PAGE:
1. Can an employer authorize an employee to carry a weapon in the course and scope of job duties?

All special districts are governed by statute, and have only the powers that are expressed in the statutes, and those powers that can be reasonably inferred from the expressed powers. There is nothing in the special district act or correlative statutes that authorize the use of weapons in the powers of a special district. There are only a few job-related activities that are recognized by statute, authorizing employees to be armed, and they are called out for recognition in state statute. They all in one way or other, relate to peace officers and law enforcement.

The question is important because if an employee is not acting within the scope of his or her job duties, neither the actions of the district nor the employee are likely to be covered by the protections of the Governmental Immunity Act.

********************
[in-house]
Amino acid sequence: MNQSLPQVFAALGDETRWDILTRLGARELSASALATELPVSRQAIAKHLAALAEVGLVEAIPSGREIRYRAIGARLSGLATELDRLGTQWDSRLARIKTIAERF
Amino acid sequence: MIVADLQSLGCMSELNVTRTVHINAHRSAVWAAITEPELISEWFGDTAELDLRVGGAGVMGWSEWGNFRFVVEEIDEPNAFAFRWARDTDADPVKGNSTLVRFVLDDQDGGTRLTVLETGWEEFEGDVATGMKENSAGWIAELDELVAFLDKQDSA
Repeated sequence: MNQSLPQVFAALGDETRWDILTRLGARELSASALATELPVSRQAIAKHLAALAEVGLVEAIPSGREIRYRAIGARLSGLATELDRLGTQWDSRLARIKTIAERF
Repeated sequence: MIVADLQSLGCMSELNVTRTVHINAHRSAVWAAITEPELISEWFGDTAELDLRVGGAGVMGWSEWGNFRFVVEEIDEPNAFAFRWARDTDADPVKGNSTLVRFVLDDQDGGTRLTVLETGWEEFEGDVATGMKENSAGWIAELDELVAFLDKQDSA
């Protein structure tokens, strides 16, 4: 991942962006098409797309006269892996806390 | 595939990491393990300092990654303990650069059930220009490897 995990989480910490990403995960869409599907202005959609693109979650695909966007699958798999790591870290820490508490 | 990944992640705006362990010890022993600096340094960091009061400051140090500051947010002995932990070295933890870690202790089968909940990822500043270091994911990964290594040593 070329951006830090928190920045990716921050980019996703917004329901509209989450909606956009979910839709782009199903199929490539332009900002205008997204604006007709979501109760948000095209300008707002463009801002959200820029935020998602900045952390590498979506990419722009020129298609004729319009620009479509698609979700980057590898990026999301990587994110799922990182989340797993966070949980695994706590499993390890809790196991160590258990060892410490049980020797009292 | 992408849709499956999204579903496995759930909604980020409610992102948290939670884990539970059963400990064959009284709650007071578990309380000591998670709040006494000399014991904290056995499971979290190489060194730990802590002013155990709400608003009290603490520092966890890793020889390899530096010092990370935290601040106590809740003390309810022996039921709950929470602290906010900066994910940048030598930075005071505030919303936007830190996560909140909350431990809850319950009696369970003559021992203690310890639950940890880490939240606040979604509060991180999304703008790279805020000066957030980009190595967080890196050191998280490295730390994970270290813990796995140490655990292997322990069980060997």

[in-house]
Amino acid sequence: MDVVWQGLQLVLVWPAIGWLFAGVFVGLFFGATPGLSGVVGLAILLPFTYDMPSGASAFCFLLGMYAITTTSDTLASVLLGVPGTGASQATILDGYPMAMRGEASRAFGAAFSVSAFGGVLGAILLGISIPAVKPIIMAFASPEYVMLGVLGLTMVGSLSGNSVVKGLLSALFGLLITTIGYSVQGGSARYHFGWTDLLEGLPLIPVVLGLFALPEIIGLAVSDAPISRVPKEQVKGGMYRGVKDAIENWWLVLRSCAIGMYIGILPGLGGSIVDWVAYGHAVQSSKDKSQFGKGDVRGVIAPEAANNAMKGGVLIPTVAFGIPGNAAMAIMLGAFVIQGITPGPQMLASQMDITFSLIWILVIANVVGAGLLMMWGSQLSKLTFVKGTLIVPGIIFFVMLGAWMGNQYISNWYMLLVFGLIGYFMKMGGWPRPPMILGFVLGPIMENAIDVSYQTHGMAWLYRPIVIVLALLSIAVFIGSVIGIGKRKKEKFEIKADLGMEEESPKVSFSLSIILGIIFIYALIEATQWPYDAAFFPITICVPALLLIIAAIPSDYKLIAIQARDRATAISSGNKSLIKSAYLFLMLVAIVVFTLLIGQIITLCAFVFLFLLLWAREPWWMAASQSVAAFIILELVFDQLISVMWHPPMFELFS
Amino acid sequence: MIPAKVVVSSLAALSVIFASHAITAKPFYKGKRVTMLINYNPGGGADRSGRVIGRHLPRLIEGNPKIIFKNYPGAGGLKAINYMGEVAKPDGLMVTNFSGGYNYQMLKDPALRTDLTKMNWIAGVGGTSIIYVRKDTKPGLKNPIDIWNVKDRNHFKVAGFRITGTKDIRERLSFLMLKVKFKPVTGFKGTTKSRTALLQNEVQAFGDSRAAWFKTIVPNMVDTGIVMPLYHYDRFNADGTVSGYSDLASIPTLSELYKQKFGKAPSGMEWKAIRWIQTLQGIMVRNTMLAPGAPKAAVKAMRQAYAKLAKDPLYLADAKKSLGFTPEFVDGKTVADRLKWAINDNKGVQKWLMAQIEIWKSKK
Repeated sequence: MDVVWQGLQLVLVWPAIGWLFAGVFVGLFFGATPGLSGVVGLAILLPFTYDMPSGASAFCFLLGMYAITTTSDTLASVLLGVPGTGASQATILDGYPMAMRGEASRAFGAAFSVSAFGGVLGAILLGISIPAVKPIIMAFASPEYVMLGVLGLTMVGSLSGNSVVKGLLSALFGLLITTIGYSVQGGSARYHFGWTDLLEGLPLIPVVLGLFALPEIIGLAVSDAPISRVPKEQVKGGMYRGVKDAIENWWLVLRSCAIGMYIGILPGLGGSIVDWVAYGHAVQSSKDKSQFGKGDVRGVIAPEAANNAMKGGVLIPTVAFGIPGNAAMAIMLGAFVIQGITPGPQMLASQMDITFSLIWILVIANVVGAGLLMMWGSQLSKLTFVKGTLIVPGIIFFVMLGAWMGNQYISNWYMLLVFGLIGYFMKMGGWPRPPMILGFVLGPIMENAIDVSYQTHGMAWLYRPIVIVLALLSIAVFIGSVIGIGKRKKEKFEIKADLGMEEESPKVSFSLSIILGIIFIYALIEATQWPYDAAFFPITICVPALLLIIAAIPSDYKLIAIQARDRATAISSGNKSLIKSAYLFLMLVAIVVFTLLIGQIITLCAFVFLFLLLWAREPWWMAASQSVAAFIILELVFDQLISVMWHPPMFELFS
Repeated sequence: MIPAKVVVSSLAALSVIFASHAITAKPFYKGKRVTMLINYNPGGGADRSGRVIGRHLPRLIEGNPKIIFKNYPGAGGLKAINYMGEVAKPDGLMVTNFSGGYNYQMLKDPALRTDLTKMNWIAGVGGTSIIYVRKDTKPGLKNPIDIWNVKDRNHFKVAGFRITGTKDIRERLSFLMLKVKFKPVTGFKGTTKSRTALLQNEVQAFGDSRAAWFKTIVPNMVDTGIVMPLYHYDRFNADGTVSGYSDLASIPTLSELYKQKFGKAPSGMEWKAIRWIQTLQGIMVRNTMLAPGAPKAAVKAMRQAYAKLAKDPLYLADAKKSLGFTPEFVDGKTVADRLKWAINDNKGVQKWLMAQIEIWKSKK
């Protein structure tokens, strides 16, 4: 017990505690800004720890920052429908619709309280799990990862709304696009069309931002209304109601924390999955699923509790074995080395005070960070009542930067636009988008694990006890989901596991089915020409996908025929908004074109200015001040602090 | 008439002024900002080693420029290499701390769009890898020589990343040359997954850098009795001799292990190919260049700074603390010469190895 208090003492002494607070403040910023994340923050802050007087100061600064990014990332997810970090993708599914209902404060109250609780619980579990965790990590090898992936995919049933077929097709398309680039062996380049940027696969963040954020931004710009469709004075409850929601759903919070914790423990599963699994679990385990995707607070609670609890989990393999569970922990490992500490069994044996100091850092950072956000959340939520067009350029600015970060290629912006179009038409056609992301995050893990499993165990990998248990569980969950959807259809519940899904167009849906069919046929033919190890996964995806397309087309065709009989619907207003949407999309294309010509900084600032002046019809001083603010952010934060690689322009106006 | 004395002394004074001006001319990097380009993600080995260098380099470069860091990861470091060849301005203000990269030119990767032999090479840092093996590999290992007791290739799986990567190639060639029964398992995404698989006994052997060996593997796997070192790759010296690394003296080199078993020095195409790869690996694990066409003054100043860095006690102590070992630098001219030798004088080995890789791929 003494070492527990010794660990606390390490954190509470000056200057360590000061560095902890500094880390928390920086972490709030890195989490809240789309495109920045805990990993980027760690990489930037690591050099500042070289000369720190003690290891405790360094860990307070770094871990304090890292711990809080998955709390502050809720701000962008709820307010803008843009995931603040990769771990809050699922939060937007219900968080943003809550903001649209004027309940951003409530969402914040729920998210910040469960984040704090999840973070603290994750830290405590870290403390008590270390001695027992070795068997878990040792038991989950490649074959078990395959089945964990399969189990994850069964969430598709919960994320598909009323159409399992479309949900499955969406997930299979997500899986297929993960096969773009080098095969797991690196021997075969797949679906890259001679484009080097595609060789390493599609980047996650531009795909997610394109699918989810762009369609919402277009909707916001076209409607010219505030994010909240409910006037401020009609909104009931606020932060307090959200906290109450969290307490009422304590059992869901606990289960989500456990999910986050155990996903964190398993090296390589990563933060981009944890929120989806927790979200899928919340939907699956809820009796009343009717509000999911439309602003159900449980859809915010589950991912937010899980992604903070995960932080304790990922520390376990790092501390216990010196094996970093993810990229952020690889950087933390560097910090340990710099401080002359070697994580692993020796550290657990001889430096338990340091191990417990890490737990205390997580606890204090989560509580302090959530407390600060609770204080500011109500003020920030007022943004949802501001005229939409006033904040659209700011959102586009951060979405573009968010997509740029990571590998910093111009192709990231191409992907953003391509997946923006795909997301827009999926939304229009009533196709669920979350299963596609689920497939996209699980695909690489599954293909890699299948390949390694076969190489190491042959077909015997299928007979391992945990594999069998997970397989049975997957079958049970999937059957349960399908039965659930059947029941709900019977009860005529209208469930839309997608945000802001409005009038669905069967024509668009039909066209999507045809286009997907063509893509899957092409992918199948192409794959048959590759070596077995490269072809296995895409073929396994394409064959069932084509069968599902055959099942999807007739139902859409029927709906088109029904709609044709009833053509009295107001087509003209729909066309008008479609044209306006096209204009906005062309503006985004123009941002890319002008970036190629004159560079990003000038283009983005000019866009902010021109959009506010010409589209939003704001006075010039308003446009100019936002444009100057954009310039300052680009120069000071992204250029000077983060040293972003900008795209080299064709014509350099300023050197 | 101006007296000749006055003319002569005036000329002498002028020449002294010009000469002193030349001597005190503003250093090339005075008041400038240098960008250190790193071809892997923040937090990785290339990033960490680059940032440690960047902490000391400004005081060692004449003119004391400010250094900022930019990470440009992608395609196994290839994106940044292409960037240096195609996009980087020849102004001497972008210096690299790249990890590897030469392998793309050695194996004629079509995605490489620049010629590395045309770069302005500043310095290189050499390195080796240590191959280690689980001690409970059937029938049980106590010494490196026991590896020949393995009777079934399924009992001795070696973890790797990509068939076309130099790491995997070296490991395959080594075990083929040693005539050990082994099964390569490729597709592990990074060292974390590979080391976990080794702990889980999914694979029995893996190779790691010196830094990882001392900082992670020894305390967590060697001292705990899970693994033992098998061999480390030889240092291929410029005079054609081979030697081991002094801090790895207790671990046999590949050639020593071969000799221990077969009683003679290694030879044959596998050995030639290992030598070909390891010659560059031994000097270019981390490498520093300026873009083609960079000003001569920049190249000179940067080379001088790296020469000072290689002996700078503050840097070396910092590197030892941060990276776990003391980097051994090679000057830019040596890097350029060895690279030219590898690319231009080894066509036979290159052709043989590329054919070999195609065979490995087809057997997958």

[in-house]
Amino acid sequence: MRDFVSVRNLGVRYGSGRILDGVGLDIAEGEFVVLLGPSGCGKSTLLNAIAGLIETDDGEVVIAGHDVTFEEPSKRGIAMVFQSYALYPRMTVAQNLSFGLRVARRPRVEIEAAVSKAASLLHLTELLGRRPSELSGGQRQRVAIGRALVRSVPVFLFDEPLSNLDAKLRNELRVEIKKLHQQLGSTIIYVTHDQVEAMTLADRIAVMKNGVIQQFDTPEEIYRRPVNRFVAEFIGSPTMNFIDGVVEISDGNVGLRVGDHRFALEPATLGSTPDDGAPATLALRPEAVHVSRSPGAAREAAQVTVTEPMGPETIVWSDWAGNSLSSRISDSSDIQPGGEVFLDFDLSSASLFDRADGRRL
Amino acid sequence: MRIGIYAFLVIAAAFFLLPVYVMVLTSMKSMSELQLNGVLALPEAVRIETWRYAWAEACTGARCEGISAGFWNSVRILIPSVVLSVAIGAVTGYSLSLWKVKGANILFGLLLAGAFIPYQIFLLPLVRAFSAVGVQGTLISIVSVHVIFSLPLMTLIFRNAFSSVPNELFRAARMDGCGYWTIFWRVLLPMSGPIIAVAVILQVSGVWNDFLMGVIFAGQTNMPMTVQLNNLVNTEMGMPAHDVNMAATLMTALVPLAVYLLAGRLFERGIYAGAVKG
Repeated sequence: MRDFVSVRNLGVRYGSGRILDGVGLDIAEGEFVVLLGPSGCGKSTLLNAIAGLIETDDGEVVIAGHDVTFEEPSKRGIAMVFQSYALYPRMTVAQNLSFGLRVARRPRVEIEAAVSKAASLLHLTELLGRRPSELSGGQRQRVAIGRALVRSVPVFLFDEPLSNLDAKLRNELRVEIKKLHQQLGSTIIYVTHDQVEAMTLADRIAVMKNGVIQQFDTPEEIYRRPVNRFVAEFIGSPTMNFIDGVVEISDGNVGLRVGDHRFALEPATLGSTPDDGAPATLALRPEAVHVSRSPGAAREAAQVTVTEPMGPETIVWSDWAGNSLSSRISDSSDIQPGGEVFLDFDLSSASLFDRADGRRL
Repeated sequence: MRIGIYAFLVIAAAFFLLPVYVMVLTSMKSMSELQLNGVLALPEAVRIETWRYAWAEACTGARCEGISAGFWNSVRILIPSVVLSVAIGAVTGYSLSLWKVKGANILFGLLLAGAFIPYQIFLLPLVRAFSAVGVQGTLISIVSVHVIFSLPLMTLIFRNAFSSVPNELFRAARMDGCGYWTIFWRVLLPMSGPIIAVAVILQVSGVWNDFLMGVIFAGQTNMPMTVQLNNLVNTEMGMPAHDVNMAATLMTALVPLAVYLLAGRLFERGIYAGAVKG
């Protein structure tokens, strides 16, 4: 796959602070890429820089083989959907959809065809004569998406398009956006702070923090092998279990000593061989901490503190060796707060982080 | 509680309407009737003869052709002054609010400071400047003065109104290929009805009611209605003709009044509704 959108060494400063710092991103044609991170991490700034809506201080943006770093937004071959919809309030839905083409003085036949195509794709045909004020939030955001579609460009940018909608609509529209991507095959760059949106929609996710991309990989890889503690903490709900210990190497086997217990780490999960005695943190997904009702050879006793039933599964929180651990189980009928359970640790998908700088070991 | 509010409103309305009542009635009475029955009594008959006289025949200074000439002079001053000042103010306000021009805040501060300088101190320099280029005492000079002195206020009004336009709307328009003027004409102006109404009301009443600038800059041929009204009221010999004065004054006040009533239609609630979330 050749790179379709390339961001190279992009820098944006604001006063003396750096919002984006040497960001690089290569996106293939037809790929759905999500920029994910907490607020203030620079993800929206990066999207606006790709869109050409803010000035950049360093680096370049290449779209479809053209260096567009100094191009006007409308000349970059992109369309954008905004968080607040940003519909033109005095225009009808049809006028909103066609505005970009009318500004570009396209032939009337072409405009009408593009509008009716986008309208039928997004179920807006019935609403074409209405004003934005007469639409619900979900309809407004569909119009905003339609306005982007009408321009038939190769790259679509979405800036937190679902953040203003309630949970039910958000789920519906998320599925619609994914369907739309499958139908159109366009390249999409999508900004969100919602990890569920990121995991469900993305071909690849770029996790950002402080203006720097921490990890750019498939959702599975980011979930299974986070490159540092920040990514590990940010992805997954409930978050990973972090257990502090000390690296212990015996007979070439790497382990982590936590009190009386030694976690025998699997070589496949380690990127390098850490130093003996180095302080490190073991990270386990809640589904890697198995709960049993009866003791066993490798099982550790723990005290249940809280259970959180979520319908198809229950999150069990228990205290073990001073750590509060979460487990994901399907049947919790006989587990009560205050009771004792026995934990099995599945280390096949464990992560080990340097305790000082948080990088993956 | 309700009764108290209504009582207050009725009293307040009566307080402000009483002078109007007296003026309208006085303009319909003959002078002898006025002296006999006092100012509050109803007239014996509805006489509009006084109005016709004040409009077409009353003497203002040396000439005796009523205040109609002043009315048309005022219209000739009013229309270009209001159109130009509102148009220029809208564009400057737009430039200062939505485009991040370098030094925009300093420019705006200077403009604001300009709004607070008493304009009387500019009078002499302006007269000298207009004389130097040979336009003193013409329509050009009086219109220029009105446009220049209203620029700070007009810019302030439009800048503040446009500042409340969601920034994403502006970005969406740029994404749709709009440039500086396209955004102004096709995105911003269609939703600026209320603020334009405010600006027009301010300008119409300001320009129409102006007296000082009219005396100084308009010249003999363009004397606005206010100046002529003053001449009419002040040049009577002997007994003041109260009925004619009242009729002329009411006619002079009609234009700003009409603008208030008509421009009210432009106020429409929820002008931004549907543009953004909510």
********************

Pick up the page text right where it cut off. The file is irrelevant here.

1. What if the employee is engaged in job duties that require a gun for self-defense?

It is hard to imagine a job related to a special district that would carry such risks, and if so, it is worthwhile to consider the risks of having armed employees going into such situations. Consider the following:

  • In cases of self defense, only the amount of force necessary to repel the danger is allowed. If a weapon is brandished or used, it immediately becomes a matter for the courts to decide if the force was excessive, and it will usually be found to be excessive.
  • The “make my day” law does not apply to defending a business, as it does to one’s home.
  • A court, and the public, would certainly question the wisdom of sending an employee into a job situation known to be so dangerous as to warrant arming employees.
  • If an employee injures another party, and it is found not to be a justified use of the weapon, both the employee and the employer may be liable to the victim. It is also questionable whether the district’s liability insurance would cover the claim.
  1. What liability does the employer have if an employee comes to work with a gun?
  • There is always the question of providing a safe workplace for other employees. If an employee threatens other employees, brandishes the weapon, or even worse, inflicts harm upon other employees, the employer (district) may well have liability. A sound policy concerning weapons that is uniformly applied is important to deal with these possibilities.